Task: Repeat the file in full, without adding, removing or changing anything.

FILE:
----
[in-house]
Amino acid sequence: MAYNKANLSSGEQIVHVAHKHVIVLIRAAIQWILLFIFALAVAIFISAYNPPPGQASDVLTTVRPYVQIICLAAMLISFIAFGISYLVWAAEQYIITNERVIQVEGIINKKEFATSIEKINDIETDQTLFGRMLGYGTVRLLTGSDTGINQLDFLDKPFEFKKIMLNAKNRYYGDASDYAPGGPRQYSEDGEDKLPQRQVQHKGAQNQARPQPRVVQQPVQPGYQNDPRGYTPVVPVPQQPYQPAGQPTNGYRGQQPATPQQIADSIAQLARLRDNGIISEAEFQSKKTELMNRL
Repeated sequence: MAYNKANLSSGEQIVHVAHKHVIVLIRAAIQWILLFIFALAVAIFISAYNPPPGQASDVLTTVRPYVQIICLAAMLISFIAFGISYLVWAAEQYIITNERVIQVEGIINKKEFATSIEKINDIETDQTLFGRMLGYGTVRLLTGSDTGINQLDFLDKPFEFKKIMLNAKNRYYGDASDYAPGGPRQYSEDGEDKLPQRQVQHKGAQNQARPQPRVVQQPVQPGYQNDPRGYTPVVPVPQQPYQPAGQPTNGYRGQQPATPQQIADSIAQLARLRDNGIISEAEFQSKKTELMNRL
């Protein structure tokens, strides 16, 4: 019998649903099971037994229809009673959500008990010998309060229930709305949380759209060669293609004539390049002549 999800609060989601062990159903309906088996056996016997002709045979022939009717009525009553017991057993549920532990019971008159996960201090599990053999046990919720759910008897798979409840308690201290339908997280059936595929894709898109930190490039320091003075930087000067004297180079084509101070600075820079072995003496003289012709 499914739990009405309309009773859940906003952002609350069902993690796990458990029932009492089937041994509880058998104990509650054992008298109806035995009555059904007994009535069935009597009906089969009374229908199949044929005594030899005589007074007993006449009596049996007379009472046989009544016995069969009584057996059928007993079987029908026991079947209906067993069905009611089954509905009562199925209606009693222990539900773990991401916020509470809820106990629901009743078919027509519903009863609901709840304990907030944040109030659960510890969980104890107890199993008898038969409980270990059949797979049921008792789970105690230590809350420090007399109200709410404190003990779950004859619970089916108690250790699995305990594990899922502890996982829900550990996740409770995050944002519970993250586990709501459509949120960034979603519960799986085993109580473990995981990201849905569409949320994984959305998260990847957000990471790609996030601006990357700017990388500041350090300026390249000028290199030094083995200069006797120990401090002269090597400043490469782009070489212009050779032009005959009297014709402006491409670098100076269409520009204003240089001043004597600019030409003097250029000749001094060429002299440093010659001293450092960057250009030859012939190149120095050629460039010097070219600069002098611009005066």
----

[in-house]
Amino acid sequence: MAYNKANLSSGEQIVHVAHKHVIVLIRAAIQWILLFIFALAVAIFISAYNPPPGQASDVLTTVRPYVQIICLAAMLISFIAFGISYLVWAAEQYIITNERVIQVEGIINKKEFATSIEKINDIETDQTLFGRMLGYGTVRLLTGSDTGINQLDFLDKPFEFKKIMLNAKNRYYGDASDYAPGGPRQYSEDGEDKLPQRQVQHKGAQNQARPQPRVVQQPVQPGYQNDPRGYTPVVPVPQQPYQPAGQPTNGYRGQQPATPQQIADSIAQLARLRDNGIISEAEFQSKKTELMNRL
Repeated sequence: MAYNKANLSSGEQIVHVAHKHVIVLIRAAIQWILLFIFALAVAIFISAYNPPPGQASDVLTTVRPYVQIICLAAMLISFIAFGISYLVWAAEQYIITNERVIQVEGIINKKEFATSIEKINDIETDQTLFGRMLGYGTVRLLTGSDTGINQLDFLDKPFEFKKIMLNAKNRYYGDASDYAPGGPRQYSEDGEDKLPQRQVQHKGAQNQARPQPRVVQQPVQPGYQNDPRGYTPVVPVPQQPYQPAGQPTNGYRGQQPATPQQIADSIAQLARLRDNGIISEAEFQSKKTELMNRL
């Protein structure tokens, strides 16, 4: 019998649903099971037994229809009673959500008990010998309060229930709305949380759209060669293609004539390049002549 999800609060989601062990159903309906088996056996016997002709045979022939009717009525009553017991057993549920532990019971008159996960201090599990053999046990919720759910008897798979409840308690201290339908997280059936595929894709898109930190490039320091003075930087000067004297180079084509101070600075820079072995003496003289012709 499914739990009405309309009773859940906003952002609350069902993690796990458990029932009492089937041994509880058998104990509650054992008298109806035995009555059904007994009535069935009597009906089969009374229908199949044929005594030899005589007074007993006449009596049996007379009472046989009544016995069969009584057996059928007993079987029908026991079947209906067993069905009611089954509905009562199925209606009693222990539900773990991401916020509470809820106990629901009743078919027509519903009863609901709840304990907030944040109030659960510890969980104890107890199993008898038969409980270990059949797979049921008792789970105690230590809350420090007399109200709410404190003990779950004859619970089916108690250790699995305990594990899922502890996982829900550990996740409770995050944002519970993250586990709501459509949120960034979603519960799986085993109580473990995981990201849905569409949320994984959305998260990847957000990471790609996030601006990357700017990388500041350090300026390249000028290199030094083995200069006797120990401090002269090597400043490469782009070489212009050779032009005959009297014709402006491409670098100076269409520009204003240089001043004597600019030409003097250029000749001094060429002299440093010659001293450092960057250009030859012939190149120095050629460039010097070219600069002098611009005066």